A citation is important information about a source. When you use a source in your paper, you include this information to inform your readers that you are using a source and to allow your readers to find out more about the source. Citations use a specific format and order, based on a specific style, such as APA, MLA, or Chicago. Citations usually include facts that help identify the source, like the author, title, and date.
Collections are different groups of library materials, usually based on the type of item. Collections are in different locations within the Tyree Library and may have different rules about borrowing. Example collections include the Circulating Collection on the third floor of the library (with 80,000 print books to borrow) or the Magazines and Newspapers collection on the first floor.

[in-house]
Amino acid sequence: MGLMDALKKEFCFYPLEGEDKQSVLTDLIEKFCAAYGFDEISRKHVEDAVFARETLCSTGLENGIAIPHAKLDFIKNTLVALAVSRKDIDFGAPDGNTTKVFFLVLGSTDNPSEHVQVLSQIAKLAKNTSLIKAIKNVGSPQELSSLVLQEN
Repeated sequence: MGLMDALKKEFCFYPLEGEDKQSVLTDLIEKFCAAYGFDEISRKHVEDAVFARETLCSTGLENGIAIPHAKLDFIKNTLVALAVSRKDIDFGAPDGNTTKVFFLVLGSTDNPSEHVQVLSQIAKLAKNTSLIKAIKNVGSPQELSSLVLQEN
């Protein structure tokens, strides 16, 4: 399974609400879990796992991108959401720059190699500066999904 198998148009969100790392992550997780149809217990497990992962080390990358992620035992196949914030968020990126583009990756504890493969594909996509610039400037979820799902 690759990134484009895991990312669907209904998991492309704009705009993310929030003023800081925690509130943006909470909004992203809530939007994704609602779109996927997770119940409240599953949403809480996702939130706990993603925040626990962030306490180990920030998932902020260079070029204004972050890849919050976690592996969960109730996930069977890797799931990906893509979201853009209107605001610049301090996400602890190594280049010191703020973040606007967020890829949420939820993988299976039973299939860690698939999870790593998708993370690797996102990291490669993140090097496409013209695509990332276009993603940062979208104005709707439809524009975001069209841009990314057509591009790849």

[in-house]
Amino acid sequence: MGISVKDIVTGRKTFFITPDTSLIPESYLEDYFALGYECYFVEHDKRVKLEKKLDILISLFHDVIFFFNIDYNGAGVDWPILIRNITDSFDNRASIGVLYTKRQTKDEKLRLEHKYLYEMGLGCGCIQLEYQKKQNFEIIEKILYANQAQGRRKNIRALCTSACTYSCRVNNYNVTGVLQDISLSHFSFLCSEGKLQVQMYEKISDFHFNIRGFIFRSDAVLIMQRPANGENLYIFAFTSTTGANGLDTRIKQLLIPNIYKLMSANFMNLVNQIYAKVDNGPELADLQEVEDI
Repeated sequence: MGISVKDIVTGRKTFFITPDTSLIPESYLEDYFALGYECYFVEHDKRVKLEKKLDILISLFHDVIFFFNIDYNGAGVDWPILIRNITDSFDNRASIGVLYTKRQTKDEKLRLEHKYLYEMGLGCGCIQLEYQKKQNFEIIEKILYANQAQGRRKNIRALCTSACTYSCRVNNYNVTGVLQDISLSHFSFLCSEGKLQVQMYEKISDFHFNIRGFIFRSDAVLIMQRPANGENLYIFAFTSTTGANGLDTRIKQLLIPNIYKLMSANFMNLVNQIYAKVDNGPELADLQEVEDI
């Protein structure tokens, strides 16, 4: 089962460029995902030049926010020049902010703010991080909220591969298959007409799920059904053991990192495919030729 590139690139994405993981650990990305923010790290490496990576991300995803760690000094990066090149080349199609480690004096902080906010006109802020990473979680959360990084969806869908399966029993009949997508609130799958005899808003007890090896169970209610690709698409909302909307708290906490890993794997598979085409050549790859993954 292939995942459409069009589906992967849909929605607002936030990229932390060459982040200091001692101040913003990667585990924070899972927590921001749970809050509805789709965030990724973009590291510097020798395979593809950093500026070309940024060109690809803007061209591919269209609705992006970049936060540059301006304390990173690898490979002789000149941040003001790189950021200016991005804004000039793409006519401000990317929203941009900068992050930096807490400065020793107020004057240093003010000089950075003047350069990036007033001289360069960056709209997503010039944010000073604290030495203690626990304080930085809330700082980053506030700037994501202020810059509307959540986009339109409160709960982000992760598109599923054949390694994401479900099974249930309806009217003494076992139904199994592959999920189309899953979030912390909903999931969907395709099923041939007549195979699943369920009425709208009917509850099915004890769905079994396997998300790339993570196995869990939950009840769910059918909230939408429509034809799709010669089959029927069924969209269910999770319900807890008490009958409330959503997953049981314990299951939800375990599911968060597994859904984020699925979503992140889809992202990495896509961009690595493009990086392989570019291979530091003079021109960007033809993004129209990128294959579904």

Conference Proceedings
Conference proceedings are collections of papers or presentations that are published after an academic conference. They contain summaries or full text of the research presented at the conference.
A database is a collection of subscription content that the library pays for you to access. Many databases are article databases, where full-text articles can be located and read. Library databases are available on the library website and are free for students.
DOI stands for "Digital Object Identifier." This is a unique code given to scholarly articles (and sometimes books) that helps people find and access that source easily. Example DOI: 10.1016/j.sjbs.2018.01.004
Due Date